So I have started a new job with a nice non-profit organization, which has been around for a few decades. They have a wide variety of SQL Server editions and versions (ex: 2005 Express to 2016 SP2 Enterprise) and across many Windows VMs (versions anywhere from 2003 to 2016).

The previous DBAs did not complete any documentation around the number of licenses the company owns, nor editions, versions. Effectively no useful records.

I have run the MAP toolkit to gather details on the SQL Servers. So at least I've got a starting point for what servers exist, and I've dug into which are still serving up production data.

I have also used the new ApexSQL Discover tool with mixed results (sorry guys I love your stuff but I can't wait 3 days for this tool to run when I need to add 1 server). And also dbatools find-dbainstance (not a huge fan of using PS to export large amounts of data). So by piecing this all together, I'm fairly certain at this point that I've discovered most or all of the instances that ever existed on this domain.

Of course, I've queried the licensing in a number of ways and thoroughly examined the completely useless extremely helpful MS SQL licensing guide of which nothing seems to provide any information on the licenses that the organization owns or how to acquire it.

The crux of the issue: Some of these licenses were purchased a decade (or two) ago. Some were surely paper invoices. Remember I mentioned this is a non-profit? On the plus side, licensing is cheap. On the other hand, licensing is cheap, so most or all of the licenses do not have SA because it's cheaper to buy new ones. edit: This was the reasoning at the time for not purchasing SA, I was not involved.

Should I just assume that since most likely none have SA--that the server is also likely to be licensed properly--and just buy new ones as needed? That seems like a horrible approach.

My question:

How the heck do I know what SQL Server licenses my new company owns without trying to dig up paper invoices from 2004? I've never been in this situation before. Is my only option to get audited or pay for a partner to audit? (and if so, Microsoft what is you doin' bb??).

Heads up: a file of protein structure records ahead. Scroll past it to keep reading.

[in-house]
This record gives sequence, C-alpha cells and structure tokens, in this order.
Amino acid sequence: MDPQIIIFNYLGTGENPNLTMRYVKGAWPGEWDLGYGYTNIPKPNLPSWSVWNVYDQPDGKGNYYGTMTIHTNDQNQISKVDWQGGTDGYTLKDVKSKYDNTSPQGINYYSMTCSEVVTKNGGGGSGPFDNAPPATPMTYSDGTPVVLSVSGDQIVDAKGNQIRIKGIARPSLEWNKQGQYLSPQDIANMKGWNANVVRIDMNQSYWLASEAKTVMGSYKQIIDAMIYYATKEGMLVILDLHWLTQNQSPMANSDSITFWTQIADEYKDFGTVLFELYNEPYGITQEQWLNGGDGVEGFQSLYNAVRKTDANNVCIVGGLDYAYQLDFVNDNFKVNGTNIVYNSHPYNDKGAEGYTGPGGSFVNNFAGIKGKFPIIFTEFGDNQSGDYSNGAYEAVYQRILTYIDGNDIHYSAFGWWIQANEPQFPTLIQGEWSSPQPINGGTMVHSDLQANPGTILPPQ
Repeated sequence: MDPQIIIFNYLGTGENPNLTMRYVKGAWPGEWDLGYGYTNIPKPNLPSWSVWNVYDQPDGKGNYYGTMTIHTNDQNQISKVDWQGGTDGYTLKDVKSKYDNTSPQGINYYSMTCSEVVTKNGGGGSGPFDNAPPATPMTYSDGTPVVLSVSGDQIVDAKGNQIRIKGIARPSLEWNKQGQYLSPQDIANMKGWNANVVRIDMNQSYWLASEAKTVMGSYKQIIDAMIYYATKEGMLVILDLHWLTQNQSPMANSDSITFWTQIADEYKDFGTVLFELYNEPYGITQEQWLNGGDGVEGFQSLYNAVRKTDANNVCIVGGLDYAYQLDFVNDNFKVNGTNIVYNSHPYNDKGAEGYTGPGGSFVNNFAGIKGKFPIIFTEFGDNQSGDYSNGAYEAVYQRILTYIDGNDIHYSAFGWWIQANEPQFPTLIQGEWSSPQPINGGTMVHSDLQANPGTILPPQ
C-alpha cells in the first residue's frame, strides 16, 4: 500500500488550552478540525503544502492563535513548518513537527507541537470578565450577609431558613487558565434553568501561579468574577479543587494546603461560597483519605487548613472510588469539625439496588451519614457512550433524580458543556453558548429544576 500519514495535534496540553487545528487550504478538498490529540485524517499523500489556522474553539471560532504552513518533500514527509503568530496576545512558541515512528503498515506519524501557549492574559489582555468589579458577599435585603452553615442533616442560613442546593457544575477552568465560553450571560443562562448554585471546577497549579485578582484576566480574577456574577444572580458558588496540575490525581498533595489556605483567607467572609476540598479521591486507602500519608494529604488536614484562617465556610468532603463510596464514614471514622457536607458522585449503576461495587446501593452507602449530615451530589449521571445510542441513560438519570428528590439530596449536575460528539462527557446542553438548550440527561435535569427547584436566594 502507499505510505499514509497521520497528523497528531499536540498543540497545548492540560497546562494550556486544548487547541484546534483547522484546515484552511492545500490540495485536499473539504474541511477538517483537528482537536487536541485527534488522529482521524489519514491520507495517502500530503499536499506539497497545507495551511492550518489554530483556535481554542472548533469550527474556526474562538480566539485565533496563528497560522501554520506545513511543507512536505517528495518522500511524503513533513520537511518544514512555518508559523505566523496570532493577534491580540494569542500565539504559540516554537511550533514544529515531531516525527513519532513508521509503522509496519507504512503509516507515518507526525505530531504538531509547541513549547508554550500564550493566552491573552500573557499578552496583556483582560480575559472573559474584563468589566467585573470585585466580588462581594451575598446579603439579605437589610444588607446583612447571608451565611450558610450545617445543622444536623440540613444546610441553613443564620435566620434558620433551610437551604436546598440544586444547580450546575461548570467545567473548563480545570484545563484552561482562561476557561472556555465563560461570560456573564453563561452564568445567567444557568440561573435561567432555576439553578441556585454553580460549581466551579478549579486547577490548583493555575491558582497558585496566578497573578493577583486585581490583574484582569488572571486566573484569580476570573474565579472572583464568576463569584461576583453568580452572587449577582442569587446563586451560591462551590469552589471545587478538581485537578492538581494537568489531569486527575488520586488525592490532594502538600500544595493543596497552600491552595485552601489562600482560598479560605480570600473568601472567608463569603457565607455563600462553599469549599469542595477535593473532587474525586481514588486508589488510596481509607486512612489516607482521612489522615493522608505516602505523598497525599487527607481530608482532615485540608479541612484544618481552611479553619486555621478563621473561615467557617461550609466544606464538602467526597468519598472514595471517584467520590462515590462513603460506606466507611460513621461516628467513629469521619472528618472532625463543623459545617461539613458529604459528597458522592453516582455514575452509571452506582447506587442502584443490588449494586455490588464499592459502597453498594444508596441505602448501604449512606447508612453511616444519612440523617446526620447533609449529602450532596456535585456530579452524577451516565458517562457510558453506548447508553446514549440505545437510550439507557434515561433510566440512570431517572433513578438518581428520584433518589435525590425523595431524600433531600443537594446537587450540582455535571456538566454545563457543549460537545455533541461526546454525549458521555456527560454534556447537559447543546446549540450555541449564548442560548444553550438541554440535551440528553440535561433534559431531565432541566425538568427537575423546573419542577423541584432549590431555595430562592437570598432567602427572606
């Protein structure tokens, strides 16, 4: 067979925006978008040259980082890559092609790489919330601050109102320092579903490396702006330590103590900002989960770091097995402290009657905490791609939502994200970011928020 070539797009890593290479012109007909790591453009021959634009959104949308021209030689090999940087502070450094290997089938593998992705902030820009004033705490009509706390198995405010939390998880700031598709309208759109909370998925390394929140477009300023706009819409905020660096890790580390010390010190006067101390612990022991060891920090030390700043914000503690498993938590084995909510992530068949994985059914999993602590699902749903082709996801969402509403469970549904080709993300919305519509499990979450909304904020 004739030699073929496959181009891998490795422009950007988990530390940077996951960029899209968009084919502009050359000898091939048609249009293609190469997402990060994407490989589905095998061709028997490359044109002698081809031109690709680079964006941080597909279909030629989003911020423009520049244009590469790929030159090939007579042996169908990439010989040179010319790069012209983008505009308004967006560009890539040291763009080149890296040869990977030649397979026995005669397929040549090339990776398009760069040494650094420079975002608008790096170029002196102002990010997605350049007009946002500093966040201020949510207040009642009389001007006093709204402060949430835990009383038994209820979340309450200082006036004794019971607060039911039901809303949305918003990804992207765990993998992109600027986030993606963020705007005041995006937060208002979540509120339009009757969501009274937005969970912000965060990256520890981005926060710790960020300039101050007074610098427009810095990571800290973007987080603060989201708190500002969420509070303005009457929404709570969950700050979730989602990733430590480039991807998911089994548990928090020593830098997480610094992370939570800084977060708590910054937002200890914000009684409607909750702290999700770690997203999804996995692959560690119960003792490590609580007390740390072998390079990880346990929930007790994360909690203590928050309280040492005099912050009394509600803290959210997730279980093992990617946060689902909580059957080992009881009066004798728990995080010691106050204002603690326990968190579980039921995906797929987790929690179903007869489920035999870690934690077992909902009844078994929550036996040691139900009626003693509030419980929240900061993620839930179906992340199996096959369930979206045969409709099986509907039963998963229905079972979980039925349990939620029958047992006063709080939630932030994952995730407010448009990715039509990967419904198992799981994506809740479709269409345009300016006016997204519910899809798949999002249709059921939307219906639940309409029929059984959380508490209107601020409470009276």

Any insights that dba.se can provide here will probably add years to my life. Thanks all!

  • 4
    Have you tried contacting Microsoft to check sales records to your org? Commented Jan 22, 2019 at 14:40
  • But the MAP toolkit gives you exactly that information: it tells you how many Enterprise, Standard, Developer, even SQL Server Web licensing. Commented Mar 22, 2022 at 7:53

2 Answers 2


[…] nothing seems to provide any information on the licenses that the organization owns or how to acquire it.

How the heck do I know what SQL Server licenses my new company owns […]

If you have a Premier Agreement

This is fairly straight forward, you will have an Account Manager assigned (TAM) which can pull up any licensing information given to Microsoft (assuming it was bought through a licensed 3rd party or part of your Premier contract).

From the above you can then divvy out the licenses as needed/used based on your environment.

If you don't have a Premier Agreement

In this case you'll need to log-in/contact/find all records related to licensing on your own. This might mean looking for paper records from 2004 as you've suggested, contacting whatever 3rd party reseller of licensing you went through in those periods of time, or tracking down POs to find out if anything was bought and where it was bought.

The last ditch possibility under this item is to setup a time to speak with a licensing specialist or a Microsoft account representative to see if they can pull anything from previous agreements of years. Note that if you don't have SA, then the licenses may not be applicable to your environment. Also note there are older style licenses that also may no longer be applicable to the environment.

[…] most or all of the licenses do not have SA because it's cheaper to buy new ones.

SA gives other benefits than just being allowed to be at any version. It mainly focuses benefits around license mobility, HA/DR, virtualization, and hybrid scenarios. It's also generally cheaper than buying net new licenses.


You said you are using the MAP toolkit, that looks like the way to go for me.

When I look at the licensing I can see the big picture:

enter image description here

If you look at the last pie chart you will see:

Licensing Edition:

  • 69 Enterprise
  • 2 Enterprise Core
  • 1 Data Center
  • 25 Standard
  • 5 Web
  • 2 Business Intelligence
  • 1 Workgroup
  • 20 Unknown

Developer and Free Editions:

  • 9 Evaluation
  • 79 Express
  • 6 Desktop
  • 16 Developer

Is quite clear to me, this is the list of your SQL Server licensing. If you click and download the excel file at the top right of the window you can also investigate the details of each SQL Server instance. If there are Unknown licensing you can find the Server Name and Instance Name:

enter image description here

I think you have everything you need.

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